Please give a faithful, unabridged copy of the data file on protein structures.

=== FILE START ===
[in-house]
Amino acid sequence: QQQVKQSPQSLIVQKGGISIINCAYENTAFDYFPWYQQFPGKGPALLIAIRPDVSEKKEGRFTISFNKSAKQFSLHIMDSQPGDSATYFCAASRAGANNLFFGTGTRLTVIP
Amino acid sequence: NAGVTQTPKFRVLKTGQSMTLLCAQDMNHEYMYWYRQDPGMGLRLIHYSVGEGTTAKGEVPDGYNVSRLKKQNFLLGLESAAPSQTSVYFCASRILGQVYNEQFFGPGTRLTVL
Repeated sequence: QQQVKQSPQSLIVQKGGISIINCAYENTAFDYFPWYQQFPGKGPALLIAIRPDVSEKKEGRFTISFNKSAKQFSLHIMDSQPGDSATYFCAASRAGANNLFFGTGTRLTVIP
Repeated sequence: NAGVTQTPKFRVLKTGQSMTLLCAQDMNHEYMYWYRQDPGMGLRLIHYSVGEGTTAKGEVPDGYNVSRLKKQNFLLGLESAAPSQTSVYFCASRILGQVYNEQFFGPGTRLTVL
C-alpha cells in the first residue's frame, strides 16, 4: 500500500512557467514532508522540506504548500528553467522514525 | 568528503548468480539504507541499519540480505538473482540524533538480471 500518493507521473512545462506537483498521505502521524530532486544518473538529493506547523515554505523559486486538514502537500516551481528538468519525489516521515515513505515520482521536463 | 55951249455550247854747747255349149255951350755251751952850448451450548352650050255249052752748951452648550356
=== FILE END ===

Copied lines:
[in-house]
Amino acid sequence: QQQVKQSPQSLIVQKGGISIINCAYENTAFDYFPWYQQFPGKGPALLIAIRPDVSEKKEGRFTISFNKSAKQFSLHIMDSQPGDSATYFCAASRAGANNLFFGTGTRLTVIP
Amino acid sequence: NAGVTQTPKFRVLKTGQSMTLLCAQDMNHEYMYWYRQDPGMGLRLIHYSVGEGTTAKGEVPDGYNVSRLKKQNFLLGLESAAPSQTSVYFCASRILGQVYNEQFFGPGTRLTVL
Repeated sequence: QQQVKQSPQSLIVQKGGISIINCAYENTAFDYFPWYQQFPGKGPALLIAIRPDVSEKKEGRFTISFNKSAKQFSLHIMDSQPGDSATYFCAASRAGANNLFFGTGTRLTVIP
Repeated sequence: NAGVTQTPKFRVLKTGQSMTLLCAQDMNHEYMYWYRQDPGMGLRLIHYSVGEGTTAKGEVPDGYNVSRLKKQNFLLGLESAAPSQTSVYFCASRILGQVYNEQFFGPGTRLTVL
C-alpha cells in the first residue's frame, strides 16, 4: 500500500512557467514532508522540506504548500528553467522514525 | 568528503548468480539504507541499519540480505538473482540524533538480471 500518493507521473512545462506537483498521505502521524530532486544518473538529493506547523515554505523559486486538514502537500516551481528538468519525489516521515515513505515520482521536463 | 55951249455550247854747747255349149255951350755251751952850448451450548352650050255249052752748951452648550356